*. #octrp. THE WIFE— A Sketch. She stood beside the dying corse of him To whom Ler heart ia trusting youth was link'd, And lightly, on his forehead, cold and damp. Whose low faint throb had nearly ceased, one hand Was resting, and the other still held fast His own within its fond and trembling clasp. Death's icy grasp was laid upon him now, And fitfully beneath the tyrauts touch, Life's current was congealing in his veins. He was too weak to utter all his thoughts; that God would grant hcri Eliza. Surely, we have no cause otherwise than cheerful and happy- me A silcrit pray' strength In this dark hour of desolating thought; And none but He can tell the inwa The burst of thought, that agoniz heart: And then she rose with calm and holy look, But here is this Ellen, who can turn the Yet linger'd still besjde his couch, & press'd g avC st scene into melancholy and sadness. Once more the lips still dear to her, though |)M1 yQU ^^ ^ ^ becn giving me a And cold and still,they answer'd not her kiss. I sorrowful lecture on the morning and even- But there was one, who stood unmaiVd the I ing ! while— [down, | Ellen. You mistake me, Eliza, I am not > to be I debt, for which his landlords agent, n I lUc younger children entered hast*- -ted man, had become very .; running to cniiciie the alterations that ., .„ il)rfSS1 ncr. James was too uprMit in U,ad been made, and to form plans o f SViTTfr '•• not sec a11 nature say arou,id US 7\ nrincmle to promise payment Within a improvement in their garden. But the ,iz'd her fu » moon ' now ri.ing in the east, rem, . uds p .\\ £ ei : od / f or he knew that many mother paused for a moment, and, wiih that the convivial throng is assembling. j; rous U10n t„s alone could enable a icBVot pleasure in her eye, looked him to recover the ground he had lost A distress was therefore levied on his Her sportive boy, whose glee was chasten'd He knew not why, till from his eye a tear Spi ung forth, and, coming to the bed, he took His mother's hand, and said unconsciously, Mother, how long till father will awake ?\ But some faint niurmuring from his lips es- And then burst forth from the seald springs cap'd, [eyes, Wbioh none but she might hear: yet still his UndimmM spake forth the fondness of his heart; [siou And yet sometimes would a strange exprcs- Elash out beneath his drooping heavy lid, And he would turn his eye away from her, And press convulsively her hand in his, As tho' somp maddening thought shot thro' his brarm, Then turn to her again a troubled look, And send forth all his rising soul in one Uncalm yet fond and half imploring glance. —W hat secret feeling closed his bosom then ? of grief, The tears that she tho't she would restrain; For she had ncrv'd herself to bear her wo, And watch'd until her heart grew strong I and firm,— But, ah ! she could not brook, unmov'd, that voice And look of her fair boy, betwixt a tear And sfnilc, that came so sudden on her heart: It spoke to her of joys departed long, And hopes deceiv'd,and sorrows yet to come, And all the utter darkness of her fate; And tcar> flow'd fast aud long, and chok'd the pray'r That would have risen fur her orphan boy. sad. These feelings, though they subdue and dispel the natural levity of my disposi- tion, never make me gloomy. It is true, they would render me unhappy in the midst of jollity and mirth ; but could we read the over the hedge, and contemplated the familiar objects around her with a feel. house'and land ; and James Moriand | ing that none could understand, bat „„.i i.;« familv were driven lrom the those who knew the circumstances enn and his family were driven uo»\ ««•; UWK W»U «.«.«=« tm. circumstances con- ancient dwelling of their forefather?,! netted with her history. After gaair,, with no other possession than honest for a short time, she turned her look*. ward heaven, clasped her hands, and wept in grav'ide and joy. She had hearts, and a humble dependence on Him whom they knew clothed the lair flowers of the beautiful garden, and pro- vided homes for the little chirping spar- rows that nestled in the thatch of the hearts of those who make merry on such [cottage from which they were exiled The whole family had passed tin- I saw them once.when in their youthful prime When their first dreams of love and life were bright [ing up With hope, and fragrant flowers were spring- Alongthcir pathway through asmihng world; No blighting fell upon their sunny hopes, To bar the pledging of their heart's fond thoughts ; [seal'd— And soon their mutual faith and vows were She gave her heart, her all in Lustingness, To him who vow'd to love thro' weal or vvoe; And wheu she fondly laid her head upon His manly breast, she deem'd that o'er tUcir love [come:— And bliss, no dark'ning cloud of fate would But tho iri youth within his heart no thought, Save of her angel loveliness then dwelt, And lie had bow'd his soul before her shrine, In all the fond idolatry of love. There came at last a change across their fate: For when the open guilelcssness of youth Had passed to manhood's darker brow of care. And he had mingled in the selfish crowd, And thus it is with woman—her fond heart Must still be plac'd in perfect trust on some False dream of joy, some cloudlet of the sky Which fancy throws high o'er our heads in youth And then must see it molt away, and leave A dark'ning thunder cloud, that bursts its folds, And in its fiery storm shatters her hopes. She hath no second chance, for all i-s ri^k'd At once; and if she fails, she fails for aye. Yet still so fond, so weak, so slight a thing, Shrinking from e'en the summer wind, and one [guard Who seems as made tor man to watch and Will brave the blasts of adverse fate un- mov'd ; And by the strong endurance of her love. Will ri«c, with mind ehstick* from the storm Which lays the pride of manhood's daring low;— [turn And though the lov'd, the chosen one should occasions, we might possibly discern that the air of gaiety they assume, is but a cov- ering for sadness. Indeed, Eliza, when you awake to-morrow, and walk in your arbours, not to hear the lark, nor to inhale the fra- grance of the morning, but to meet the dry- ing rays of the bun, at half midday hour, when the fresh breeze is dispelled, and the dew lingers not upon the herbage—then, as you reflect on the dream of hilarity you arc now anticipating—perhaps then a transient gloom may steal over your languid spirits. Eliza. Come, Hiram, it is time for us to be going—the party is already assembling. Edwin. Ellen, I have just becn visiting the cottage of poor Sarah—she is ill and needs our assistance—will you accompany me thither ? Ellen. I will, with all mv heart. [Exeunt.] threshold, and had lingeied for some minutes in the garden. The wife had wept when she quitted the spot, and ta e now wept on retaining to it—she bad been then resigned, and slfe was now had been then resigned, and she **, now thankful; Uut from how 'different ,i source did those tears proceed !—?;,. had then faith in the promise, that m &r!cction$. Chang'd their first freshness to a pois'uing to\ The stainless streams of earlj noble feeling ; J\£*« ^orn away, yet will she oding Where lust she twin d; and if at last she nice* [repaid, , . , .1,1 Bot one kind word will deem her wrongs \nd row the home tnat he was wont to call . , ... - .. » 1 ' ,. , r . ,- , .„ „ , „,:,,i,. ! And, still confiding, prove the faithiul one. IIH paradise, was left lor haunts and mirth;j And bo Would hold his midnight revelling*, j Startling the silence of the night by wild i And heartless joyaace, till his heart had lost; All trace of purity—then hie him home. And chide hi* onceador'd till she would weep, And he would wake her infant then, to blend JAMES MORLAND— The Cvltagrr. '• Never saw I the righteous forsaken.''— Ps. Tlie cottage of James Moriand was given her infant to the care of her eldestj would net be forsaken, and she now saw boy, and was gazing through the half j that promise fulfilled, open lattice, into the late cheerful and Her husband had been busy onload, happy parlour. The tears had gath-jing his car ; but she hud frequemly i». ered in her eyes, as she tiained up and tempted bim by asking if the hones. fastened a branch of the honeysuckle; suckle was yet in bloom—If his favour- that had given way, and then plucked j ite rose tree still lived—if tlie lilies had one of its many blossoms, on which she j their blossoms—or some question of e looked earnestly, as if bidding farewell j qual interest to him who asked, as to to the beautiful tree she bad so long her who was questioned. watched and cherished. The mourn-! Their dog must not be forgotten ful group of children gathered round , their old dog, who had shared their ad- her, and endeavoured to attract her at- J v« rsity, and who now participated in tention by questions as to which of their their happiness. He marched with a flowers they should carry with them.! slow and stately pace, through each The poor, afflicted mother turned round ; walk of the remembered garden, as i; —she could contain heiself no longer: • lie recognized an acquaintance in even but clasping each by turn to her bosom, shtnb and llower ; then went and ca- she wept bitterly as she bade '• Clod . prred round his master, and then went bless them.\ The husband, full of bus-; and lay panting at the cottage door, tie and apparent carelessness, had en-1 In a few minutes, the whole family tered his cottage, to see that nothing | were seated in their little parlour, to had becn left behind ; but when he re-; which an air of comfort bad ahead} turned, it was evident that its bare walls been given. A prayer was said, and a and its desolate appearance, had weigh- hymn was sung, and they took posse: - ed heavily upon him. He looked on | sion of tin ir dwelling. the prettiest, and in one of the most ro- mantiek villages of the # county of Devon. Its site had been well chosen, for it \ bis wife, suppressed a heart-sob, and Original. commanded an extensive prospect of 1 exclaimed, \ Come, my Mary, take up the surrounding country, and yet had !> our child, and God will guide us to j the shelter of the neighboring hills to ,some other resting place.''\ The lam- noted it from the inclemency of the Hj passed through the little gate of ffAS opened an office,™ the brick bade less gentle winds. It stood sufficiently '• ihefc garden—again turned to gaze on \ »ng one doer south of Henry Abell't- distant fiom the v ill ace to lose all its ibeii once happy home, and went their M \ - } - lt) -'- _ 48tf Attorney av Law (wrsrnr.i.n.) l on Its wailing with her tears of bitterness. And she—the injured one—her heait had swelled In silence with its load of cank'ring griefs. Until she might no lunger keep it down— And then 'twas broken.—Yet she murmur'd not, Nor told her plaint to any save to heaven, Hut cdmk drank her bitter cup of wo; And when her daily lot was stilt to bear Wnkindness and abuse, she answer'd not, Save by her tears, and meekly bore it all, And strove to still her agony Of heart. Till: WESTEK3 STAR. SCENE— 1 C rove. Er.r.FN AND Ei.rzA. Eihn. Well, Eil/.a, this is a charminjr evening—the sun, jest disappearing in the bustle, but was near enough to partici- pate iti all its conveniences. A little bye-path led past its door to tlie parish church ; and on the sabbath the villa- gers would pause on their w.-.y to ad- way. Their dog had been a spectator of the scene, and he seemed perfectly con- scious of tbe sorrow that had (alien on his master's house, as he run from one mire the neatness of the dwelling, or to i member of it to another, vhtned and j inhale the fragrance of the sweet flow- wagged his tail to each, and then lay I ers that blossomed with every season,' down in a farther part of the garden, J •rest, gives a crimson tint to the blue ex-j in the well cultivated and well weeded gazing wistfully on the group. lie had | pause—the plaintive notes of the wkippoor- T. A. OSSORPIE, Attorwe} al \A\\V, (r.TAYvn.i.E.) UJ business entrusted to his care shall re• e prompt attention. ALLn •*• *• cciv j will already fill the air, and the fresh breeze 1 from the lake, as it glides gently oser the i landscape below, imparts a renewing vigour i to exhausted nature, languishing on the eve of a long summci's day. But, sublime as it I cannot gaze upon flic scene before us, MORTGAGE SALES. •ViY\ virtue of a power contained in a ecr <*? tain mortgage, bearing date tbe set- , ond day of April, l!il4, executed by Philip «arden, or to greut their neighbour asjmaiked the last of the children pass! L. Stephens and Elizabeth Stephens his wile, he went forth to worship, with his wife 1 through the gate, and then he walked to Joseph Ellicott, nee* deceased, for sccu. and his five children—so manv models ' leisurely out; but when he had gone a ! nog the payment oi a certain sum of .noncy. of what an English yeoman and his j few steps, he returned, ^^^^g^ZS^SSi^^Si (amity should be. the hedge, howled a piteous adieu, and U^ county, on tbe hrenty\ eighlh day of The cottage had been in the posses- 'scampered after his old lriends. j j,.i v n(X t, at one o'clock in the afterr.roia ci sion of James Moriand and his ances- i James Borland was known through- j that day, :dl that certain tract of land, sitr.- few fleeting days upon the heart of affection, his par , ni . r early in life, and he had then pass away and forgotten. EJixa. Yes, Ellen, this is titdv a beaoti m ight have slept unaw;;kcned. The a rci tain other map or survey of said town- oerlected his opportunities of providing I worth of the vessel » not known ia «*!•• •*• lot * made for the laaHoUand against a « rau.v season.- When lie calms-its value and strength ure onlv | F^f°' B ^V b ^^^J?^ And without one rcpr Fondly she tended him, as two' he ne*cr Had dasli'd her cap of earthly happiness.— And now his heart was soften'd and sobdu'd : He felt that be had wronged her—and the ; ful evening—I am charmed with thc-ublim- Of scif'upbraiding «»te •*•. • he thought! '^ of _ thc sccne ' an ' 1 **&** to inhale the Upon her patient sufferance of his hate, j And how she was rcpaving ail her wrings With fond devotedness, when all the rest | the setting sun, nor can Idiscovcrany thing! Ja«MS had married well— veil in the | hour and are Inavy Jaden, and who call | «« mortgage above mentioned, thence died— And bequeathed to his son a good narac is distinguished by part of lot number two, I ia said township, beginning at a stone, en James was not deserted by h;s neigh-; ttl( , shor0 0 f ] a | ie Erie, being the north ca- proved by buiTeting the tempest. fresh fragrance of the evening breeze ; but I ; ie l e fi hj m scarcely anv other inheri- hours, nor was h e forsaken by that triend j comer of land, conveyed to Daniel L. An- really, I never thought of moralizing upon! lance. * 'j who hath promised rest to nil who la-j drews, by deed, bearing even date with the Forsook him in hi* hour of deepest need— , . , , . And be would oftentimes have cravd of her S ° cnchant '»S ' D ** ^rsh discordant notes Forgiveness for his ills—but she would stop of thc whippoorwill His words, and with a smile would say to him The pa-t was buried in oblivion, And that he must not weary out his strength. Hut now be felt that life was ebbing fast. And that he could not leave this world in peace, Without he I13 eas'd his bosom of its load Of guilt—and therojore had his eyes such wild [hand And troubled looks; and when sfie took her Ellen. I love thc evening fur pensive hours ; but in the morninsr, all nature is jrav and cheerful. the night breeze has dispelled the sultry vapours of thc atmosphere, and the air assumes its wonted freshness; the sound ot toe a.\.o .t,K.iin.,ui, (UM I U _ forest; the smith is heard from yonder village at his anvil; flie lambs skip playfully over the green mounds upon thc hills ; thc birds only sense in which the word can bej^himfor auk lie was in poverty, applied to marriage. His wife was one but stdl Ins dependence on Ood con ; forty ; cvcn chains w a s{on ^^ buvn bounding on said conveyed land, SOUUi, twentv seven degrees fortv five minutes cast. Ev- close [Heav'n Her face, while from her heart went up to with renewed brightness and splendour, I am forcibly reminded that thc desolate and dreary abode of dcclh—thc dark and silent tomb shall not always be the boasted recep- tacle of\ man's faded glory\—tlrat \ Oa thc cold cheek of death smiles and roses arc blending, \ And beauty immortal awakes from the tomb. Eliza. What! turned philosopher? I never think on such dull subjects ; and if I did, what have thc morning and evening to do with them ? True, I like to walk of a charming evening; but I seldom indulgo in morning excursions. Come, come—cheer up—away with your melancholy, and let us hie away to the party. [Enter EDWIN and HIRAM, in different di- rections.] Hiram. Good eveniug, ladies, fgrncc- fully lowing.] Shall wc have the exquisite happiness of participating with you in tlie festivities of ths evening ? Eliza. [Eagerly.] With the greatest pleasure. Eduyin. Well, my friends, you seem all cheerful and happy. That smile on your countenance, Hiram, indicates a joyous heart. The scene before our eyes, is charming, and calculated to enliven our feelings, and impart to our bosoms a placed tranquillity. Lord. Religion always brings content- ment, and without contentment there is no happiness. Its effects were mani- lest not only In tbt.ii own characttis and conduct, and in the dispositions and habits of their young familv. but From off! brow, and laid it on her brea.t, *mg sweetly and blitheh in thc grove; and I j? ^cir domestick nrrangements, Vnd in To still thc beatings of her bursting heart; 'all animated nature seems just awakened heir a \^ l,on to tW con ^\* »nd Gath'riagh.swcaken'dpowers.soastothrow from rcfrcshinff s l umbcr . But , v ,, cn thc hUmbl Into his last attempt some strength of mind, . , With tone so changU from that of by-past SUD affain a PP ears from ***** thc h,IIs > time, < That she half started at its ltollow sound, lie said, M I know that soou my heart must stop , [touch— Its boatings, and be still at death's cold Nay-hear me now-for I must speak this once And tell thee, ere my lips are scald for aye, How I have wrong'd thec, and to pray that this My last departing hour may hear thee bless— No, no-noVtliat-I dare not ask thy blessing- May hear thee pardon him whose troubl'd . heart Hath well aton'd for all its crimes, if pain And suffering can atonement make for siu. I cannot HI thee all that fills my breast, For voice and sighfarc failing fast awav. Stoop down,and look once more as thou wcrt wont, If thou wilt pardon mc.\ She knelt beside J lis bed, and laid her pallid check on his, And kindly said, \ Oh, speak not thus, my love ; Tlie past is all forgotten :—nay, look up— Thou must not leave me now.\ A groan burst forth— [one kiss— \ This is too kind—my heart will burst— Heav'n bless thee pardon love my own \ • |- tne .. Blest Mary, would his lips have spoken, but ; ^\ ere still in death, and his dark eye fell glaz'd • And coldly set 'neath its unstirring lid. And she, the fond one knelt beside him still, Gazing with burning eye, yet shed no tear; And then she bow'd her head, and buried vho fell and enjoyed the blessings of j tinued firm, as in h:s better uays r.v-1 ,,, ng . on r , art of lot number live, north religion, and his Children were brought J ery morning and evening his tanuly met j sixty two degrees fifteen minutes cast, up in the nurture and admonition of the at Payers, as they had always done ; \ twenty chains, ninety three links, to a stone. everv Sunday saw them at church, as u>cnce ou a line parallel with the north cn-- ueatlT, thouali not as well dressed as on ! lcrn houndeof the and land, conveyed totto & c ii„ti>c. ft,,... i.„.„ saul Andrews, north, twentv seven degrees more prosperous Sabbaths, their bom , for(v ^ J££ ^ ^ c ^ ble dwelling was as cheerlul and n seventy two links to a stone, on the shore ef happy as it had formerly been, and, said take, thence up .-aid lake, and btxrod- within it they had soon smiling faces! ing thereon, to the pl-.'.ce of beginning, eon e elegancies which made their home as attractive as it was substan- tially valuable. James had never any temptation to leave it, because he could no where have found so much enjoy ment as in Ids own house; where his cheerful Mary and his smiling little ones recompensed his labour when done, or lightened by (heir influence bis daily toil. The ways of Providence are often most mysterious; but to tbe eye of faith there is always some convincing evi- dence, that when the virtuous are af- flicted, their trials are sent to prove and not to crush ; that their strength may be seen in trouble, and that their excel- lence in adversity may be like the per- fume of bruised flowers—more power- ful in its effects, and more extensively useful. Mary Moriand had given birth to a sixth child ; but her severe and dangerous illness Irad for several weeks prevented her husband from attending to his work. She had scarcely recov- ered, when their cow died, and two of their sheep were stolen. These mis- fortunes obliged Janfcs, for the first time in his life, to be in arrears with bis rent. He hoped, however, to be ready with it after harvest; but in consequence of his wife's confinement, bis crop was very late, and the wet season had com- menced before it was gathered in.— Other difficulties came upon him, and he saw no possibility of discharging the and contented hearts. James had now to begin the world again ; and his course was one of such prosperity, as to make his success a sort of proverb among his neighbours; while it reminded them, that virtue \hath the promise of this life, as well as of that to come.\ Mis- fortune and sorrow are with the good, but transient visitors; it is only with the J unrighteous that they take up their a- bode. The blessings of one year were followed by tbe blessings of another ; ami, by industry and economy, James Moriand was in the course of compar- atively a short period, a wealthier man than be had been in the revered habit- ation of his foie-fathers, and the home of his happiest associations. About seven years after he was driven forth in poverty, and (as far as its worldly interpretation goesj in despair, a varie- ty of circumstances had occurred, to which we need allude no father than to observe, that they led to the sale of tlie small estate where this very cot- tage stood; James Moriand was its purchaser, and his family continue to inhabit it to this day—their situation higher in life, but their humilily and their virtuous character the same. The scene of the return of this goi square . less; together with all and singular the w- raditsments and •ppvrtenances thereunto belonging, will be sold at pobhek vendue r^^m the eighteenth day of duly next, at ten and happy family to the home of TheTBF c,ock iu lhc forenorn. at the beusfj\^ * i*Tkcpt by Asa Pierce, inn keener in the to« n taming one hundred ;.cres, be the same more or less. Dated January 23, Ui7. DAVID E. EVANS, Acting\ Executor. T. A. OttMKXE, Att'y. jl-tim l^Y virtue of a power contained in a ccr- •*•* tain mortgage, bearing date the twenty sixth day of December, iu the year eighteen hundred and twenty one, executed by Royal Tetft, jr. and C'elirida Tefft his wile, to Ab- ncr II olmes, for securing the payment of a certain sum of money, in thc said mortgage mentioned, which said mortgage Las been duly assigned to John E. Marshall; Now, therefore, default having been made in the payment of thc said ium of money, notice B hereby given, that all that certain piece or parcel of laud, situate in the county ofChltP taiiquc and state of New-York, known and distinguished by a part of lot number sixty, in the sixth township and eleventh range 0 * thc Holland Land Company's land, so call- ed, beginning at a stake, at the northeast corner of. Ashcr Holmes' orchard, thence •onth, thirty degrees east, one thain a Du sixty two links, thence east, forty degree? Berth, two chains seventy live lints, ti.cnce north, thirty seven degrees west, to the En© road, thence bounding < n said roud to tM place of beginning : containingseveDty leu square roea of land, he the same more ' r childhood, was one that will never U£ foigotten by the individual who was fortunate enough to witness both that and their expulsion. It was the evening of a calm day in spring, when they stopped ot the gate. of Hanover, in the county of chautaiiqiu Dated January 10, 1B2T. ^SU* JOHN E. MARSHALL, Assignee^ Apoc\\r«ph*\ Testament For sale at this oflics.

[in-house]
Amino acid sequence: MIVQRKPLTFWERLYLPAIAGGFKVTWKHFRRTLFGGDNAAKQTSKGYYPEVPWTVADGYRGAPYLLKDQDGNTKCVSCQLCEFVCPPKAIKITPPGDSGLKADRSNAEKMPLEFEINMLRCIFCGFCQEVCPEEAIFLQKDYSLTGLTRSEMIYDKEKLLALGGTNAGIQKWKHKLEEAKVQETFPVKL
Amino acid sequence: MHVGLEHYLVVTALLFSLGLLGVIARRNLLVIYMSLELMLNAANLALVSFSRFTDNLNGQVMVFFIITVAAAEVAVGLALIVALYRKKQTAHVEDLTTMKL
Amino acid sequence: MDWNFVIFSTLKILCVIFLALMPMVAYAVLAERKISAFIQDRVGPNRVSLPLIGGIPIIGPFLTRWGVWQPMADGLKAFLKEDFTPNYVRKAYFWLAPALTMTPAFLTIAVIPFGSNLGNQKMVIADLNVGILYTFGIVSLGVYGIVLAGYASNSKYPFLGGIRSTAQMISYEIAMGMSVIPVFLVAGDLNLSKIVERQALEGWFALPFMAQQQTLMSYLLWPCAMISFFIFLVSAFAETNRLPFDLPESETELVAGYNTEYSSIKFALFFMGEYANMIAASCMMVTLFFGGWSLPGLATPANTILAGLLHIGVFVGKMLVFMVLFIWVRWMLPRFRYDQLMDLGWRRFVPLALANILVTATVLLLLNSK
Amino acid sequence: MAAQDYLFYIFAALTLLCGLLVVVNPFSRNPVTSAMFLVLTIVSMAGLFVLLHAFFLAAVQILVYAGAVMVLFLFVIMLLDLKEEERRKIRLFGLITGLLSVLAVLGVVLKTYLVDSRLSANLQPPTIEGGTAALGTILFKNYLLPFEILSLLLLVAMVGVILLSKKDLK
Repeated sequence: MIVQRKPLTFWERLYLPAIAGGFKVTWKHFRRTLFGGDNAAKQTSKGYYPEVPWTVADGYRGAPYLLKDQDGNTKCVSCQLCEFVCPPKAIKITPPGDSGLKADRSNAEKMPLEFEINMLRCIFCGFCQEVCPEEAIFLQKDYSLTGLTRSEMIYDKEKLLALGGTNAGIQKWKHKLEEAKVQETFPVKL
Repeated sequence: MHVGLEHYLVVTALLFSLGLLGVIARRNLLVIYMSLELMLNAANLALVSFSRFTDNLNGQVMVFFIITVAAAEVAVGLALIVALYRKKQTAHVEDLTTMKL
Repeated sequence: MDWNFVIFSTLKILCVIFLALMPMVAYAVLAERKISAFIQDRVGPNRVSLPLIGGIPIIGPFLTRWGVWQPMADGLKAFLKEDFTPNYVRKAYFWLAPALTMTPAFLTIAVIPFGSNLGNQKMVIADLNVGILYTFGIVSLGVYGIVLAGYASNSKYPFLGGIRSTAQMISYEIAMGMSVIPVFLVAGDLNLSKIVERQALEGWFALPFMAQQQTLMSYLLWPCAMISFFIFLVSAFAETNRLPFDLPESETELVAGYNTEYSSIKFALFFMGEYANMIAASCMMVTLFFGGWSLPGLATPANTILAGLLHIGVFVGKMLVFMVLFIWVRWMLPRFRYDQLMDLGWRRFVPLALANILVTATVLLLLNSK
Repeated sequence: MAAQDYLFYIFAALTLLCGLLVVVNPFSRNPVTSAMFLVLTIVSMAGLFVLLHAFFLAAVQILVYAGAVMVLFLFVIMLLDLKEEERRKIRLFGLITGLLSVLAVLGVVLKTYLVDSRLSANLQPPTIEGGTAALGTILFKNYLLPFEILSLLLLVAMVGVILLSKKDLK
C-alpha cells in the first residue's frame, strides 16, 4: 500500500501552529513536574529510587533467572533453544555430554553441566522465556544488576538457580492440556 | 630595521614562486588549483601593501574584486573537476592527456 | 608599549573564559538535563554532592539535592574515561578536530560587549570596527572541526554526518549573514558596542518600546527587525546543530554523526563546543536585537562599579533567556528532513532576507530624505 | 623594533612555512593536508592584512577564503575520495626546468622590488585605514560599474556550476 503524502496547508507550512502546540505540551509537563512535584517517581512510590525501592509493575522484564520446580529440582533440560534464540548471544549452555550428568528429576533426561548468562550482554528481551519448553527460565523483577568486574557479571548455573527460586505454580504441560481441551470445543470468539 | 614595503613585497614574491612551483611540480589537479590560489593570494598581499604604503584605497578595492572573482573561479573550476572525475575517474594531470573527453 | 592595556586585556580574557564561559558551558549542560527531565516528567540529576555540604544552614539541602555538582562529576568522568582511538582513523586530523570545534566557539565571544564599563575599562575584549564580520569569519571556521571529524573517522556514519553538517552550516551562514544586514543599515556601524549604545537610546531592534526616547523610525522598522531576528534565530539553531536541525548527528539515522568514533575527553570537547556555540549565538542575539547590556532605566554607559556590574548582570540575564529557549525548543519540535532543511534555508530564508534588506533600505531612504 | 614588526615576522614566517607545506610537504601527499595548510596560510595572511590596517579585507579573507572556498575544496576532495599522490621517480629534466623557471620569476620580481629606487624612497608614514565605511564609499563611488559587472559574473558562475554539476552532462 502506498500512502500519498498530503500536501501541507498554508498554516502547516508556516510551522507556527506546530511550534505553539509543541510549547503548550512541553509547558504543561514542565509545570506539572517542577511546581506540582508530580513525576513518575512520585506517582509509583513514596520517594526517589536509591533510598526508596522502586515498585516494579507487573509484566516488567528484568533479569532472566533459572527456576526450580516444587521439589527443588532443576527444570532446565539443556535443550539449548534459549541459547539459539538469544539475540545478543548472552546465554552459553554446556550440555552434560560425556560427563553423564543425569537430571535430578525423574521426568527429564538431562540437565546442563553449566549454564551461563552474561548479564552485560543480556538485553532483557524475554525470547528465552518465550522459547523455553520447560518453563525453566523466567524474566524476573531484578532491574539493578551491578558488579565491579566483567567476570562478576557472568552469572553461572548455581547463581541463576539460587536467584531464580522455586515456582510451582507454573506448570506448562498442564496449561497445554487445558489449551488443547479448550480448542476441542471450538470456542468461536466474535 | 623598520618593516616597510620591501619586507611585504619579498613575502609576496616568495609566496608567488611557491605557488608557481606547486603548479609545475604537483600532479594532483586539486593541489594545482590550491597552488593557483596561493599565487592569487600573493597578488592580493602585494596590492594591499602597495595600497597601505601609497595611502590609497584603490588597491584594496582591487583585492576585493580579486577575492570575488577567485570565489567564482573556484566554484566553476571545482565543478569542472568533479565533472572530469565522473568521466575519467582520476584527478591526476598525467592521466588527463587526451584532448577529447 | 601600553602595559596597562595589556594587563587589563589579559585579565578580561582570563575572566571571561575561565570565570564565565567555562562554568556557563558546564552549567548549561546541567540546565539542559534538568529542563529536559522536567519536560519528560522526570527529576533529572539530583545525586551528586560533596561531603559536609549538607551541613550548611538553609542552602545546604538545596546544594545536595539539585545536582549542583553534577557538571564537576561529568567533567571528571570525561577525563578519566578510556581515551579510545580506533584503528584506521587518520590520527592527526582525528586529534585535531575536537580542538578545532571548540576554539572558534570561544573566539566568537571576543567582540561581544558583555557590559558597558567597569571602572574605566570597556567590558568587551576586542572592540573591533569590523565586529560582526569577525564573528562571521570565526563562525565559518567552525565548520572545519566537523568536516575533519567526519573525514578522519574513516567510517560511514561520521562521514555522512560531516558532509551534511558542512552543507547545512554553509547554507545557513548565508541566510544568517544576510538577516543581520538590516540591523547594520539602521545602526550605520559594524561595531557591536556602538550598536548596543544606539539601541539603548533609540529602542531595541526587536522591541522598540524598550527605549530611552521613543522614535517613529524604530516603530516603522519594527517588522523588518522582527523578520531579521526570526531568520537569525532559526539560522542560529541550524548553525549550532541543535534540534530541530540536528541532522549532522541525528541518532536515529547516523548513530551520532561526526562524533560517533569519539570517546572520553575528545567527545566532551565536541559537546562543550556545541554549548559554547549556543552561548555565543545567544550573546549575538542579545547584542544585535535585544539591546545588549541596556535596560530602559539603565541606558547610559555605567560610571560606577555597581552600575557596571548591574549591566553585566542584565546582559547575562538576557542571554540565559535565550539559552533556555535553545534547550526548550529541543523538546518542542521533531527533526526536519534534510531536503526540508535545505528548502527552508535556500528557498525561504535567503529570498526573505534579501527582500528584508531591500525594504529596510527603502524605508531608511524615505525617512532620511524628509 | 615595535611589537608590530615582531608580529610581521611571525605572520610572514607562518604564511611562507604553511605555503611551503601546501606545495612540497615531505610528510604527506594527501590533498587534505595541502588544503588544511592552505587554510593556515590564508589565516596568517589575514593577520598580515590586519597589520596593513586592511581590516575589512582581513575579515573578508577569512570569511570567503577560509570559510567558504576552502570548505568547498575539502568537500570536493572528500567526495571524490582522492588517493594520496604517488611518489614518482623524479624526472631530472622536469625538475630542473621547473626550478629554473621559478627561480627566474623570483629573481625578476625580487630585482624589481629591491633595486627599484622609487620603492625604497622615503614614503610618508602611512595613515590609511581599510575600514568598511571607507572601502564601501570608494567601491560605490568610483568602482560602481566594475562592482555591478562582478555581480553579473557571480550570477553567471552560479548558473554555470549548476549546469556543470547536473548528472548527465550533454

xml | txt